It turns out, you see, that there will be more to this story than merely a tale of angels and shepherds and Magi from the Far East bring gifts of gold, frankincense and myrrh.  This child, this baby whose is named Jesus, Emmanuel, Messiah, Christ the Lord… his story will continue; beginning with a baptism of repentance in the River Jordan through great acts of healing, miraculous signs, teachings that change lives and the world, and at the last a triumphal entry into Jerusalem that leads inescapably to the cross.

Even after the shepherds have gone back to their flock; even once the star overhead has faded to blend in with the rest of the night sky and the Magi have opted to go home another way; even after Mary and Joseph settle in to the business of raising an infant even as they’ve had to flee to Egypt as refugees, the story goes on. The baby Jesus, you see, grows up… and his journey, as well as ours, is just beginning.

You know, it’s always struck me as a bit odd that we inevitably end up viewing Christmas as an ending rather than really what it should be, a new beginning.  I realize that this comes in large part because since before Halloween (!) this world has been wholly focused on the run-up to everything surrounding the Christmas holiday, and so once December 26 comes along even the most ardent of Christmas elves are apt to breathe a sigh of relief!   And even here in the church, for over four weeks we’ve devoted ourselves to Advent waiting and watching for the coming of Christ; and so yes, I have to confess that there’s a palpable sense of conclusion in our finally arriving at the manger.  In other words, we’ve come to worship, we’ve sung all our songs and now it’s time, like the shepherds and wise men before us, to return to life and the world and business as usual.

But I ask you, is that actually the case? Is Christmas truly over?   Have we really run out of songs to sing?

Not yet.

Because despite whatever closure we have by our taking down decorations or switching to music other than the holiday variety (!), the fact our journey to Christmas has not so much ended as it is just beginning!

You might have noticed that our text this morning contains a bit of an epilogue to this story of Jesus’ presentation at the Temple and Simeon’s song of praise and glory.  It seems that there in the Temple was also “a prophet, Anna the daughter of Phanuel, of the tribe of Asher.” Anna was an 84-year-old widow, and in fact pretty much lived at the temple, “worshipping night and day with her fastings and prayers,” [The Message] and we’re told that at the very same moment Simeon was offering up his tribute, Anna also showed up and “broke into an anthem” of her own, one of “praise to God,” and one that was apparently reprised again and again as she began “to speak about the child to all who were look for the redemption of Jerusalem.”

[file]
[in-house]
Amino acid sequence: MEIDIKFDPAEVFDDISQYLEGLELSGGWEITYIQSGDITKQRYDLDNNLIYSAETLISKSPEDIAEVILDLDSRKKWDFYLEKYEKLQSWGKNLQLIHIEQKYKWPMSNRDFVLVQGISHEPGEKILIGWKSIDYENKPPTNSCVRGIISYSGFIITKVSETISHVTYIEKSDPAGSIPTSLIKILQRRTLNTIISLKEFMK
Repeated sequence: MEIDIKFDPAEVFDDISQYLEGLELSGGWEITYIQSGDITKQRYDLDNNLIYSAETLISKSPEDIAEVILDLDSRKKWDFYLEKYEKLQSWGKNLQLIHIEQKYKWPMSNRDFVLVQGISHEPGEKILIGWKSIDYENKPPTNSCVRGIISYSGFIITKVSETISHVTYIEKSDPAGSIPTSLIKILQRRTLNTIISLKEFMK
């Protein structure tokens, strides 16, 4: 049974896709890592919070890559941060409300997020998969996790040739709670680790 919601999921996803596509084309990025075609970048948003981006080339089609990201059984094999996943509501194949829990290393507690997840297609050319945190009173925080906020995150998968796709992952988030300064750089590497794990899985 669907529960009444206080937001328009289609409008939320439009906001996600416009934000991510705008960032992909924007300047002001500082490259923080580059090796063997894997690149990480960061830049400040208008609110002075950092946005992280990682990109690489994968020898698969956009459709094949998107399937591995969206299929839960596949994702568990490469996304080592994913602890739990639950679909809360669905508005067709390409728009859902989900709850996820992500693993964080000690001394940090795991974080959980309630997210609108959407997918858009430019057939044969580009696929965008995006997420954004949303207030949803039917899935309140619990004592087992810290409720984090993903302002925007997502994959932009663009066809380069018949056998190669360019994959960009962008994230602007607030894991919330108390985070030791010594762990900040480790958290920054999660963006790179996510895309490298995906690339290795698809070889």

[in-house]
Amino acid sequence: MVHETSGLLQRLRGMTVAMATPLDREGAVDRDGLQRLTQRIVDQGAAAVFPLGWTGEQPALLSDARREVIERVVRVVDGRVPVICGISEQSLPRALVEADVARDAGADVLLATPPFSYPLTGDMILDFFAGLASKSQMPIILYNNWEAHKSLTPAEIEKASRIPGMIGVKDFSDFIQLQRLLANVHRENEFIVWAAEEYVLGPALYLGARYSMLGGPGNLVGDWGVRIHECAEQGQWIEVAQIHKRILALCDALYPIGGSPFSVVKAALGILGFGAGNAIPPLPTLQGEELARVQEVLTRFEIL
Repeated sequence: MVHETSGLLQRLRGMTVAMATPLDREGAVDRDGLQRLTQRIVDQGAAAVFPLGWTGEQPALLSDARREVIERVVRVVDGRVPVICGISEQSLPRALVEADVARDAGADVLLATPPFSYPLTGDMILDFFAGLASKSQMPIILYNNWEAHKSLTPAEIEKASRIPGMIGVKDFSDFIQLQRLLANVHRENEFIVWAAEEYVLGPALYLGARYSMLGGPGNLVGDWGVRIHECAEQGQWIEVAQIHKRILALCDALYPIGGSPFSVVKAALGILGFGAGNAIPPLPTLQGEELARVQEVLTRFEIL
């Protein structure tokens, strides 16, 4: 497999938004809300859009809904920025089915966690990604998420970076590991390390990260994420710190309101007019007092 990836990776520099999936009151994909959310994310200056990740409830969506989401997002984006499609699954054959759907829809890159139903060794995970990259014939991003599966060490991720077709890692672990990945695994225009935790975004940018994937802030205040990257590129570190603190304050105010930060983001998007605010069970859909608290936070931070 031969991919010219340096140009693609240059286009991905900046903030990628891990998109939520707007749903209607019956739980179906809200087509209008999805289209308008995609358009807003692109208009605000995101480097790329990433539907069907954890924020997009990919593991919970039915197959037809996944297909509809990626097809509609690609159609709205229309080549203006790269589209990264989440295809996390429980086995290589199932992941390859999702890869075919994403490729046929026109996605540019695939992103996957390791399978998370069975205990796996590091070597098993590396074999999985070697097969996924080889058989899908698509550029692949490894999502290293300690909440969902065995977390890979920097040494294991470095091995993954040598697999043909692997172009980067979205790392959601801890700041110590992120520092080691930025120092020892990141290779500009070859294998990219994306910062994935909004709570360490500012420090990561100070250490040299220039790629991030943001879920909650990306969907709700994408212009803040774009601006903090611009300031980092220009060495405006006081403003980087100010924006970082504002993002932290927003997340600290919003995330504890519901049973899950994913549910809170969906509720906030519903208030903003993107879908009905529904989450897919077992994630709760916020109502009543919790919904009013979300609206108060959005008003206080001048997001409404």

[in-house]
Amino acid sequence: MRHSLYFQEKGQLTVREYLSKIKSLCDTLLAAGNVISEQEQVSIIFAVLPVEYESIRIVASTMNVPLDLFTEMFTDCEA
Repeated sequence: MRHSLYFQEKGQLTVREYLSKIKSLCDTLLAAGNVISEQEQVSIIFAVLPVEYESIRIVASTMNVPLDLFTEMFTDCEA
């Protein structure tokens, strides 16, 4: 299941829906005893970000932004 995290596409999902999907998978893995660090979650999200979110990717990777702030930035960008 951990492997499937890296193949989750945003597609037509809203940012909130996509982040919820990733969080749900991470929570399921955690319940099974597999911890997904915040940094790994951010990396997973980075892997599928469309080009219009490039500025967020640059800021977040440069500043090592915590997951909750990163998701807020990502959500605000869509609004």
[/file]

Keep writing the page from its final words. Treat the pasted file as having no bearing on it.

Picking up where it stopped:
That’s the key, you know… that’s how Christmas becomes for us the starting place of our journey rather than its conclusion.  It’s in our proclaiming the good news of his coming; it’s about telling the story of his holy birth, yes, but it’s also continuing to tell of his presence and ministry among us and of the price he paid for our redemption before God.  It’s in the work of Christmas that we are called to do: in those powerful words of poet Howard Thurman:

“To find the lost,
To heal the broken,
To feed the hungry,
To release the prisoner,
To rebuild the nations,
To bring peace among others,
To make music in the heart.”

Yes, to “make music in the heart!”  Christmas is always about singing out our praises unto the Lord each and every day that we live and breathe; it’s about singing through our pain, and singing through our fear, and even at times singing through our doubt; but it’s ever and always singing out of that faith-borne and faith-full assuredness that the Lord is with us and that we will be alright!

Christmas is not over, beloved; in fact, it’s just getting started!

So let that journey of prayer and praising and service begin with us here and now… and let’s keep singing, because there are plenty of songs yet to sing!

Thanks be to God!

Amen and AMEN!

c. 2018  Rev. Michael W. Lowry

 
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Posted by on December 30, 2018 in Christmas, Jesus, Maine, Music, Sermon, Sermon Series, Worship